Data released by the province shows the number of opioid events EMS attended in Edmonton has been growing year over year.
In 2020, the number of EMS events responded to more than doubled. A total of 1,909 incidents made for a 109 per cent increase.
That trend continued in 2021 when the numbers more than doubled again.
Between the 1,060 events in 2018 and the 4,227 in 2021, Edmonton saw an increase of 299 per cent.
To date, EMS has responded to 1,396 events in the city, meaning 33 per cent of last year’s total has been reached as of May 1, 2022.
“We’ll call it an epidemic, pandemic, I don’t know what you want to call it anymore, but the opioid crisis exists, it’s real, and it’s killing Albertans,” said Mike Parker, Health Sciences Association of Alberta president.
The soaring number of opioid responses happening at the same time as the COVID-19 pandemic has been taking a toll on the health-care system, as the impacts are felt by paramedics and hospital staff, with crews often driving across the entire city to get to a high priority call.
“(On April 29) in downtown Edmonton, it took 17 minutes for the first paramedics to get on scene of a drug overdose with CPR in progress. That’s what’s going on out there,” Parker said.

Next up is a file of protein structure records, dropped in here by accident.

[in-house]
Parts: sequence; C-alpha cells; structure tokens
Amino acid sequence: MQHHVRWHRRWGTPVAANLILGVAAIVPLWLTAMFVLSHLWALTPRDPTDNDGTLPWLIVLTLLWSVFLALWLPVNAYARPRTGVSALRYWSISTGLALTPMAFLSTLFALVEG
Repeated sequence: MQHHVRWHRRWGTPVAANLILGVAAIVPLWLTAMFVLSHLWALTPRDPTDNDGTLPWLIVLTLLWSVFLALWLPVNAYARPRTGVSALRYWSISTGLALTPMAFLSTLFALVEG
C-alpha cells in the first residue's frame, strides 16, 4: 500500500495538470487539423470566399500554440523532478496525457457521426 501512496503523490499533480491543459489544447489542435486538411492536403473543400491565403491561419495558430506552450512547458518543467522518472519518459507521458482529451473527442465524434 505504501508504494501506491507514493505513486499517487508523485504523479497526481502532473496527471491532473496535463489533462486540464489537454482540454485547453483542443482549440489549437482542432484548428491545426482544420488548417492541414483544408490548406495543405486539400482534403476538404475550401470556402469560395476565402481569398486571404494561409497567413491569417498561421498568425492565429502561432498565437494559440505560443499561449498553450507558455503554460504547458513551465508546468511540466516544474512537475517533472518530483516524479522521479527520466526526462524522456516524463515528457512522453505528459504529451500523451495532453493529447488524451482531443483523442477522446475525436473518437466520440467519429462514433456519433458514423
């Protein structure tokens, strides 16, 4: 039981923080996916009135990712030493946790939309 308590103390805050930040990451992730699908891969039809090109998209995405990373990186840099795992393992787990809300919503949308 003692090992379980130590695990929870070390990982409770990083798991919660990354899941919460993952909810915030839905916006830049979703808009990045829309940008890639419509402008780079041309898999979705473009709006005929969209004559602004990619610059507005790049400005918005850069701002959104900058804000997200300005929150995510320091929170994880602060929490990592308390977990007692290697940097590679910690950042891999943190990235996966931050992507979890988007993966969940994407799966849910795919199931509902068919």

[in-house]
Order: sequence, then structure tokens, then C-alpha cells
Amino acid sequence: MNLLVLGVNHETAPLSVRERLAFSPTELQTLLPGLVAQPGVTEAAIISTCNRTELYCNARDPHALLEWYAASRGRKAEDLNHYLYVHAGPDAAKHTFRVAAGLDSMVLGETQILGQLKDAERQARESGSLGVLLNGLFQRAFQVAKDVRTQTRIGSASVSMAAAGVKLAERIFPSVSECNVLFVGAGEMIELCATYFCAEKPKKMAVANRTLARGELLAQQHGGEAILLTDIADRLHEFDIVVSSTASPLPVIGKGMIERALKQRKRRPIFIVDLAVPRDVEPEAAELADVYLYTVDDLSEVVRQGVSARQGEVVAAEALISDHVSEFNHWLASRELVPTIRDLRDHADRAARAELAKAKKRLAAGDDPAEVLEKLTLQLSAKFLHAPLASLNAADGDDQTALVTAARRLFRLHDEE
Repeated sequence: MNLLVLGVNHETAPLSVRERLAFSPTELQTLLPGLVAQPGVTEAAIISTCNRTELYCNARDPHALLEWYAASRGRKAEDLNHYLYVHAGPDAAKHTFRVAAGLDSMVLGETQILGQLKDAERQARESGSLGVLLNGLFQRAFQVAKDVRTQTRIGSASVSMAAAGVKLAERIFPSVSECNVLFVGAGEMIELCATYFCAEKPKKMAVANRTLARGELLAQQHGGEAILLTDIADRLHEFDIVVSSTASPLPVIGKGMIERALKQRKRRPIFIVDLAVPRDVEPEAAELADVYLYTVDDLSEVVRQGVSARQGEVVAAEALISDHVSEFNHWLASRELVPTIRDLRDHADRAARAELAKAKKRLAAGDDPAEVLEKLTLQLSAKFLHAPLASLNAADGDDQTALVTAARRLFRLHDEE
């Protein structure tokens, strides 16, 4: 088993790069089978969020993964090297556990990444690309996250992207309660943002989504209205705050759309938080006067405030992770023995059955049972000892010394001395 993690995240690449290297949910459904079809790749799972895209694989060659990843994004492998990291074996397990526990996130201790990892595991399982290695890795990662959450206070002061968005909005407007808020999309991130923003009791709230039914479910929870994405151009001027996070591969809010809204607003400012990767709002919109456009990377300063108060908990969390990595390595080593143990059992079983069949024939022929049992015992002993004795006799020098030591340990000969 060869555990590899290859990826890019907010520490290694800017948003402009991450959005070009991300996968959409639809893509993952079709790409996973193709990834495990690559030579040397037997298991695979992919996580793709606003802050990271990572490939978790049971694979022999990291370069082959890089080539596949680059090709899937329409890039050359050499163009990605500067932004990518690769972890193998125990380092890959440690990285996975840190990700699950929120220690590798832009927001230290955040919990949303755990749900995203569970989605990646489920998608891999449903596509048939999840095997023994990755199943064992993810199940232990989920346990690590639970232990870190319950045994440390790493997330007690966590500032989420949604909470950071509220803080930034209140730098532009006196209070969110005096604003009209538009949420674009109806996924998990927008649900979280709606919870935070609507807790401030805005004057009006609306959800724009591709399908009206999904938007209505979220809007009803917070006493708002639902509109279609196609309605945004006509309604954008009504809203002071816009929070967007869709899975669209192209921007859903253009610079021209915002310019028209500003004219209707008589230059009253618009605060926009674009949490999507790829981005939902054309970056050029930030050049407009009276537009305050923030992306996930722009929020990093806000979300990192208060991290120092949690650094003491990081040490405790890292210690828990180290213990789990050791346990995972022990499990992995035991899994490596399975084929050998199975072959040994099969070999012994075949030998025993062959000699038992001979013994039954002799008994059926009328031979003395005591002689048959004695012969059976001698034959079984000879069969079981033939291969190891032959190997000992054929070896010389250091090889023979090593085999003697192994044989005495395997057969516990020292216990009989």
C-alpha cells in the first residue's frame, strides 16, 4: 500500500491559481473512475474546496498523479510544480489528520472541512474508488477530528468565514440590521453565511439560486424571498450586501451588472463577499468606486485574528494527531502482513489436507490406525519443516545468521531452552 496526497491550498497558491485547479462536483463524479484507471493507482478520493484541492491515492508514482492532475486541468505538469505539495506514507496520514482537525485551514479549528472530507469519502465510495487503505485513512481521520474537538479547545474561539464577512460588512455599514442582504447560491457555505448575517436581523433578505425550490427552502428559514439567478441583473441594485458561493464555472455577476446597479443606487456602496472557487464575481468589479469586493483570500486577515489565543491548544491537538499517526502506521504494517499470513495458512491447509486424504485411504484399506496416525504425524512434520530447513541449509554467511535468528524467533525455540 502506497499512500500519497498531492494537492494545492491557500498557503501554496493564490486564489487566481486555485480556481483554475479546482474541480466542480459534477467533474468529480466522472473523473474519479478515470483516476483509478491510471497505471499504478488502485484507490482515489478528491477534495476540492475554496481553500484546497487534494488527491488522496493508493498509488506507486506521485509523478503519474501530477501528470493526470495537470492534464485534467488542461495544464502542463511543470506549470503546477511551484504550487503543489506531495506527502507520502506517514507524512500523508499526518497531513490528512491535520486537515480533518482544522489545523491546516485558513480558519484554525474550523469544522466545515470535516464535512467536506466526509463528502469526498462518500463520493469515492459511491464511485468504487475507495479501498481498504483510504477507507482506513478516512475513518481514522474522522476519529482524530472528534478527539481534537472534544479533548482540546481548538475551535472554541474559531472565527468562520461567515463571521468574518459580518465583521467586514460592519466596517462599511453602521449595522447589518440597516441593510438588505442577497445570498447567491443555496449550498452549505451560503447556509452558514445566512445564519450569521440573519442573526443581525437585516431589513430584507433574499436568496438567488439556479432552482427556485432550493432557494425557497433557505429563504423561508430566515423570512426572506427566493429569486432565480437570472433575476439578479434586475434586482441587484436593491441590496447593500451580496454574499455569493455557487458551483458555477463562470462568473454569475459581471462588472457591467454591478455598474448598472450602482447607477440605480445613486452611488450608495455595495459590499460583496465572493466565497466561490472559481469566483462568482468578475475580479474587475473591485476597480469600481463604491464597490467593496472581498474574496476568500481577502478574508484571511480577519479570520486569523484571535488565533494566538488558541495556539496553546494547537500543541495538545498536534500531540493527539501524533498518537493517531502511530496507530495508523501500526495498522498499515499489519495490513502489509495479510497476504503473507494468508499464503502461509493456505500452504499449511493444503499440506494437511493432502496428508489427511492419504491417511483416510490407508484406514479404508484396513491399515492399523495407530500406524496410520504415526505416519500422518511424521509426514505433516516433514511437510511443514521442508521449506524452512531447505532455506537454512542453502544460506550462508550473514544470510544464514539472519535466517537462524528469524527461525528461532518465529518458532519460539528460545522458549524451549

“There is no surge capacity in the EMS system in Alberta. So anytime we get high levels of calls we end up stacking them. Twenty or 30 in Edmonton, 30 or 40 in Calgary. This is normal today.
Alberta Health Services confirmed that Edmonton is experiencing high call volumes while also seeing an increase in hospital admissions, with the number of calls up by 30 per cent since August 2021.
Kerry Williamson, AHS spokesperson, told CTV News Edmonton that additional paramedics and ambulances have been brought online.
“EMS is also working closely with hospital teams to ensure timely flow through our emergency departments,” Williamson said in a statement.
“EMS is offering overtime to staff who are willing. EMS staff are working extremely hard to provide timely care to Alberta patients and we thank them for their tireless service.”
Parker said the crisis’ impact on paramedics and society as a whole has been devastating.
“Our system has failed, our paramedics are exhausted and nobody’s listening.”
INSIDE THE HOSPITAL
Opioid-related visits to Edmonton zone emergency departments increased in 2020 and 2021.
Previously, visits to emergency remained below 3,000 a year, but it crossed that mark in 2020. In 2021, there were a total of 5,457 visits, representing a 157 per cent increase from 2016. Opioid-related hospitalizations have gone up for the last five years in a row, making for a 121 per cent increase since 2016.
Dr. Darren Markland, a physician at the Royal Alexandra Hospital, has been practicing ICU medicine for 20 years. He works with patients who have overdosed on various substances, including opioids.
“Those people come in dead,” Markland said.